US secretary of state, Rex Tillerson, speaking to the media after the American missile attack on Syria, said “that there was no doubt in our mind” that it was the government of Bashar al Assad, which was responsible for the chemical attack. The Russian government had pointed out at the outset that the Syrian government had no chemical weapons in its arsenal having agreeing to destroy its cache following an agreement brokered by Moscow and done under UN supervision, three years ago. Russian intelligence was firmly of the view that the explosion was caused by chemical weapons that the rebels had stored in a warehouse. There have been previous documented incidents of the al Nusra and the Daesh using prohibited chemical weapons. The UN has recorded statements from Syrian civilians who were eyewitnesses to earlier attempts by the rebels to make the West believe that the Syrian government had used chlorine gas.
Vladimir Putin, the Russian president, said recently that he has information that the West is planning many more “false flag” incidents in Syria. “We have information from different sources that these provocations – I cannot call them otherwise – are being prepared in other regions of Syria, including the southern suburbs of Damascus where there are plans to throw some substances and accuse the official Syrian authorities”, Putin said. Many intelligence professionals in America and the region are of the view that it was a “false flag” incident staged by the rebels to give the Americans a pretext to move in militarily into Syria.
The Russian President has highlighted the hypocrisy of the West on the issue of chemical weapons in Syria. Putin said that the West had consistently ignored the Syrian government's request to probe allegations of chemical weapons use by the rebels.
After the American missile attack, Russia has further solidified its political and military relations with the Syrian government. The Russian Defense ministry has immediately taken steps to strengthen Syria's air defense, sent a naval frigate to the country and announced that it was suspending an agreement with the United States to coordinate activity over Syrian air space. The Russian foreign minister, Sergei Lavrov, has called for an independent inquiry into the allegations of chemical weapons use by the Syrian government.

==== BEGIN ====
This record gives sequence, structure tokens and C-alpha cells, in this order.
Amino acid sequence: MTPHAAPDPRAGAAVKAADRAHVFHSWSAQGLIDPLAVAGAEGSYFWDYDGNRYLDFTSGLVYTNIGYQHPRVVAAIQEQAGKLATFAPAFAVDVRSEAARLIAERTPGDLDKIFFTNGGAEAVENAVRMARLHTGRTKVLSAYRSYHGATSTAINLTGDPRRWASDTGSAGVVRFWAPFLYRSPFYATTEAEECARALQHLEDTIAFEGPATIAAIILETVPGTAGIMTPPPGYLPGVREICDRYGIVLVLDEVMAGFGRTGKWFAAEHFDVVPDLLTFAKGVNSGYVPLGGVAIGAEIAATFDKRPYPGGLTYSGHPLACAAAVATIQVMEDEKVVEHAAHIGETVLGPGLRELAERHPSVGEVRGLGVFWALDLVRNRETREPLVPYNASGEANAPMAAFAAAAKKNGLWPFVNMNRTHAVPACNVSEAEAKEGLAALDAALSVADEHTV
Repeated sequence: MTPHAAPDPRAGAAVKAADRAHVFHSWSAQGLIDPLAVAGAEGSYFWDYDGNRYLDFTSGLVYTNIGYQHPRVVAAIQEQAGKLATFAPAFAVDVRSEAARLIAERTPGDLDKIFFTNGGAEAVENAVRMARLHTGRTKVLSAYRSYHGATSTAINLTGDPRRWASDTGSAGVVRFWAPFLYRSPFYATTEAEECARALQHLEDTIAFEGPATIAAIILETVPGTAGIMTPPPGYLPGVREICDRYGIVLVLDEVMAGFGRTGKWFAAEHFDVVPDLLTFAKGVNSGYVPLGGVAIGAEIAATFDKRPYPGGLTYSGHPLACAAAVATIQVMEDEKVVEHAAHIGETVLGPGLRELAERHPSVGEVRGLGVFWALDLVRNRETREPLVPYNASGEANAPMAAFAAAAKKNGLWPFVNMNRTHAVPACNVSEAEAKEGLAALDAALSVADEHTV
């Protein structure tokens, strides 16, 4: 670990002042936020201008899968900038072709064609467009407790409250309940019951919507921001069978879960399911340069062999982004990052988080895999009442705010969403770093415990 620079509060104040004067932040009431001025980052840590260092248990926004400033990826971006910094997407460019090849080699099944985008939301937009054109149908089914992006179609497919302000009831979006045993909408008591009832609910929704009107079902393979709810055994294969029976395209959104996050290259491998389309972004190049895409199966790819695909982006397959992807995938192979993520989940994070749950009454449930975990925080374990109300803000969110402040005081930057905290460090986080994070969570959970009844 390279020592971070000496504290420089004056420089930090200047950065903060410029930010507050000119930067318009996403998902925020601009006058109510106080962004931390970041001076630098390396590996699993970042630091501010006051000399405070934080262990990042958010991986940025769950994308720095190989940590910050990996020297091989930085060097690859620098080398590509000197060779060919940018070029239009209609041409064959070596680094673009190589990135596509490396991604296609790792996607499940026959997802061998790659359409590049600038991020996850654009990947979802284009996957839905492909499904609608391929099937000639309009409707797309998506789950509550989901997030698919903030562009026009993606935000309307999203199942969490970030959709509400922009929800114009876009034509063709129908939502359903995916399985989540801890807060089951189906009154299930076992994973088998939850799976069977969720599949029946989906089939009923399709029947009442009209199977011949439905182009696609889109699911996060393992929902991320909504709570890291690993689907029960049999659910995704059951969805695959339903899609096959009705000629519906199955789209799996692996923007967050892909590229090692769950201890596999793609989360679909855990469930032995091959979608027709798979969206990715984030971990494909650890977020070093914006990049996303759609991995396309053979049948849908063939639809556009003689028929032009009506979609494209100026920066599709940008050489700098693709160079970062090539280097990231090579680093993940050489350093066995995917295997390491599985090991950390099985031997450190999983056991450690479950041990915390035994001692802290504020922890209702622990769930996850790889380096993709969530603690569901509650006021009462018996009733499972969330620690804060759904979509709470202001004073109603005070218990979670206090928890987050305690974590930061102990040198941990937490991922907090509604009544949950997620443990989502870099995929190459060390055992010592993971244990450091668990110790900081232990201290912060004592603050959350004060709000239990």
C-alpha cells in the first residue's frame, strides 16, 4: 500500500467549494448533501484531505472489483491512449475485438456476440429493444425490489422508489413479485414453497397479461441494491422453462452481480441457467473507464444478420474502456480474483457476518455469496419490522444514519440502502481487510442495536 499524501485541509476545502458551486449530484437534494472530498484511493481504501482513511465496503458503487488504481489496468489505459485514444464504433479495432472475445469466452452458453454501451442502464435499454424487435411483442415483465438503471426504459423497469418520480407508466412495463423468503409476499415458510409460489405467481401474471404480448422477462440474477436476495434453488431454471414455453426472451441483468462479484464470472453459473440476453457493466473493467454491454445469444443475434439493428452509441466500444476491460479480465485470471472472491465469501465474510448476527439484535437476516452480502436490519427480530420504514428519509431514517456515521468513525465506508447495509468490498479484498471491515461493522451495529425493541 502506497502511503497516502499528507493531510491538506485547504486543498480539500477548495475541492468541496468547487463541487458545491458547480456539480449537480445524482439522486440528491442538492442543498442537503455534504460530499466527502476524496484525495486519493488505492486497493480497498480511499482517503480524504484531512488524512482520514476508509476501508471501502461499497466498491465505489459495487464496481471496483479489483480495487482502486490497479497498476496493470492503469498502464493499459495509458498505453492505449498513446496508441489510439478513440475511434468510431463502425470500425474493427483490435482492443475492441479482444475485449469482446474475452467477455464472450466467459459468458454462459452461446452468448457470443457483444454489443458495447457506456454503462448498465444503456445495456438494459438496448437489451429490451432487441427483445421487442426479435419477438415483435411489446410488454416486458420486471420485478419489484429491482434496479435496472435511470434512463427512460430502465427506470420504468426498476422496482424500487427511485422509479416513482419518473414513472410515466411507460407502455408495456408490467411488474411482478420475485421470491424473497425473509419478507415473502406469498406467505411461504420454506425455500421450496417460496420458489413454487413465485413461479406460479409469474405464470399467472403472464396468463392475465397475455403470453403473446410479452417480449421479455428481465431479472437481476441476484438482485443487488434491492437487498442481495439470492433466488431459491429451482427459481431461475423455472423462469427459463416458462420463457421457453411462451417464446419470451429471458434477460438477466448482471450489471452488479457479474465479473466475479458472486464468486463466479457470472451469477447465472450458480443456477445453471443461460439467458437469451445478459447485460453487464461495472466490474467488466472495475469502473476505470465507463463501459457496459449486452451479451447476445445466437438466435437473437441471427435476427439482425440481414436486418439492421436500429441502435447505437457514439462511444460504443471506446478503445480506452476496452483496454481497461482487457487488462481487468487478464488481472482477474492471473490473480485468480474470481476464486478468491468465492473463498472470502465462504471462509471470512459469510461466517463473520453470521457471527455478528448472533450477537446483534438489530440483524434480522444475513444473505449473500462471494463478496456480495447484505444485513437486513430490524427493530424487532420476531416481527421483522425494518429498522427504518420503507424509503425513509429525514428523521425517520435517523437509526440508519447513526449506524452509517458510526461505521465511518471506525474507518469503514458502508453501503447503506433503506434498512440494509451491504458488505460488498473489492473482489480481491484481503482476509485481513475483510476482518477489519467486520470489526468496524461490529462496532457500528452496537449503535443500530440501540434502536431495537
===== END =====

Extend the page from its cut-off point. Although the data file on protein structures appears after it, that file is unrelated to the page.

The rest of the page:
President Bashar Assad, in a recent interview stressed that Syria did not have chemical weapons anymore. The Syrian president pointed out that the large scale American missile attack was carried out within 48 hours after the incident was reported “with no concrete evidence about anything” and based on “allegations and propaganda”.
The United States, as it is, bears much of the responsibility for the situation in Syria and the wider region. The seven million refugees and a nation in tatters is a legacy of Washington's brazen interference in the internal affairs of Syria. In its frenetic quest for regime change in Damascus, the West initially propped up a rebel Syrian army and when that venture failed, armed, trained and subsidised a crazed army of jihadists. “Actually, during the last six years, the US was directly involved in supporting the terrorists everywhere in Syria, including al Nusra and ISIS, including all the likeminded factions in Syria”, Assad said.
As the Bolivian envoy to the UN, Sacha Llorenti, observed in a speech at a UNSC meeting specifically called to discuss the American act of aggression against Syria, the Americans have once again abrogated to themselves the role of “investigators, attorneys, judges and executioners”. He compared the speech of Nikki Haley, the American ambassador at the UNSC to that of the US secretary of state, Colin Powell in 2003 justifying the invasion of Iraq. Bolivia currently holds a non-permanent seat at the UNSC. Llorenti, holding the enlarged picture of Powell making his weapons of mass destruction speech in Iraq, demanded that the United States has to be brought to account for the unprovoked attack on Syria, noting the history of American imperialist interventions worldwide, including Latin America. The BRICS nations issued a statement condemning the military action in Syria which was not authorised by the United Nations. The statement also called for the respect of international law, territorial integrity and sovereignty.